THERE is a theory that former Rangers players are forever reluctant to objectively critique their old club. Willie Henderson blows that notion out of the water. A pained look crosses the 72 year-old’s face when asked to assess the current state of the Ibrox side. As candid in his views as he was brave as a player, Henderson tells it straight as he inspects the distance between Celtic and Rangers and compares it to scaling Mount Everest. With Rangers in a fight just to finish second, the former winger feels it is like the early 1980s all over again.

“I think we’ve a long way to go,” he says of Rangers’ prospects of becoming genuine title challengers once more. “But it’s quite difficult because there hasn’t been as much investment as there might have been. As long as Celtic are playing in the Champions League then their funds are going to grow all the time. It’s going to be a wee while before we can get there. Man for man, Celtic is the better team so it’s going to be difficult for a while.

“Rangers are not going to win the league and that’s a case of saying things you never thought you would say. But you need to be realistic at this stage. To get second, I think would be great. Ann Budge at Hearts has put a good plan in place there and they are progressing well. Aberdeen have got to another final. It will be tight for getting to second place.

“How tough will it be for Rangers to get back to the top? How high is Mount Everest? Very hard. I think what people tend to forget is that the doors were nearly shut at the club. Probably a lot closer to being shut forever than people realise. So I can understand the people running the club at the moment wanting to make sure that the proper business plan is in place to make sure that never happens again. That’s really important.

“The other side of it is Scottish football in general isn’t in a good place. And I think it’s quite difficult for business people to want to come in and pay millions of pounds into a business like Rangers in an environment that it’s in right now. That doesn’t help Scottish football either. Until the investor – if there’s one out there – wants to come along and put a lot of money into Rangers then there’s going to be slow progress.”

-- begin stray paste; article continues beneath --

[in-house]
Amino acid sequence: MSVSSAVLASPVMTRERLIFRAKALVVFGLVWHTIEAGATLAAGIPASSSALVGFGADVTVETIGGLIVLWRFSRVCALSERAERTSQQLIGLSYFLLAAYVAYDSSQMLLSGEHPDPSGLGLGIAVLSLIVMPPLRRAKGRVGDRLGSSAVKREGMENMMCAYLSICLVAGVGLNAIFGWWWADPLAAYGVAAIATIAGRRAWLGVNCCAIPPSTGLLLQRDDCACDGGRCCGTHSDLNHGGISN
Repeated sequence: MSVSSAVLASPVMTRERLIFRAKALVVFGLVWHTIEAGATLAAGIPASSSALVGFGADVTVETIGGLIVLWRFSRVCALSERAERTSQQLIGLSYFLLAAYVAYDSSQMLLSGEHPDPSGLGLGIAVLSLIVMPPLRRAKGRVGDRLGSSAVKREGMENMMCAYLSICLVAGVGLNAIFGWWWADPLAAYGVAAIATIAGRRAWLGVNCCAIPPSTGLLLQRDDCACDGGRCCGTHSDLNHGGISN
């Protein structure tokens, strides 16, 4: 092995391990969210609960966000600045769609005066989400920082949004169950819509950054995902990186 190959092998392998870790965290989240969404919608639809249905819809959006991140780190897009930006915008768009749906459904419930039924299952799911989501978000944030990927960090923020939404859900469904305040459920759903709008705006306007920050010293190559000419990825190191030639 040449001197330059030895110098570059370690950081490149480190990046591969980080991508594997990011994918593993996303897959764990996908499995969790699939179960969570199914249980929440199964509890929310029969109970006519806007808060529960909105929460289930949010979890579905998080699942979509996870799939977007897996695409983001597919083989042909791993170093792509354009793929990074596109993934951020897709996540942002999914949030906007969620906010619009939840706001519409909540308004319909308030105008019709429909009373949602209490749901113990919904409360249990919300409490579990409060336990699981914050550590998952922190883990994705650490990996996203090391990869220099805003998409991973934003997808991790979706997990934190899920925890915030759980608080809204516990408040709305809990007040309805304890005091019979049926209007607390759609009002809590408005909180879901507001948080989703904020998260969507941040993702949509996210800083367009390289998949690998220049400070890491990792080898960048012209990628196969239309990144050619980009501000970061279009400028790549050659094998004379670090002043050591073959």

Henderson can’t see anyone stopping Celtic this season, including Rangers in the three remaining league games between the teams.

“The way things are now? No. That would be very difficult. Things happen in games but if you’re being realistic about it then it’s going to be hard for Rangers to beat Celtic at the moment. The way I see it there’s a lot to be sorted out. I think Rangers are going to be up there in the top four scenario. But if you are going to look at them as possibly winning the league, then I don’t see it.”

That is a view likely shared within Ibrox but not one they can ever publicly admit as they continue to train their sights on the title in line with supporter demand.

“The club is where it needs to be now but being second in this league is still not good enough for these fans,” said defender Rob Kiernan. “The expectation’s there to go and win that league and that’s something that’s always at the back of your head. You don’t ever get away from that. We work every day to try and match it.

“Once you’re back in the top fight, the expectation’s there. There’s not really six months to get used to this league or get back to how we were playing last season. We understand that and we have to do everything we can to turn it round and get results week-in, week-out. It’s taking a bit of time to get back to where the club was. It’s a transition period, definitely.”

Manager Mark Warburton revealed he and the players have taken inspiration from other former Rangers managers.

“I spoke to Walter Smith the other night, and John Greig too,” he said. “I’m seeing Walter for dinner. John’s a font of knowledge and experience. The good thing about people of that quality and character is they come to you. John is there before every game talking to the players. He's not there casually, he's sensibly slipping in words of wisdom and that helps these boys. John's around having a cup of coffee, dropping a few words in to James Tavernier, Lee Wallace or Danny Wilson. Why wouldn't you listen to someone like John?

“He's got a wealth of experience. It might just be one word of advice but it's nice to have someone like that around. Walter's the same, he's always at the games. He comes into my office for a chat. Not before the game but after it. It's great to hear his opinion to see what he thinks.”

- Willie Henderson is appearing on stage with John Greig and Denis Law at the SECC Clyde Auditorium on January 7. Tickets and info from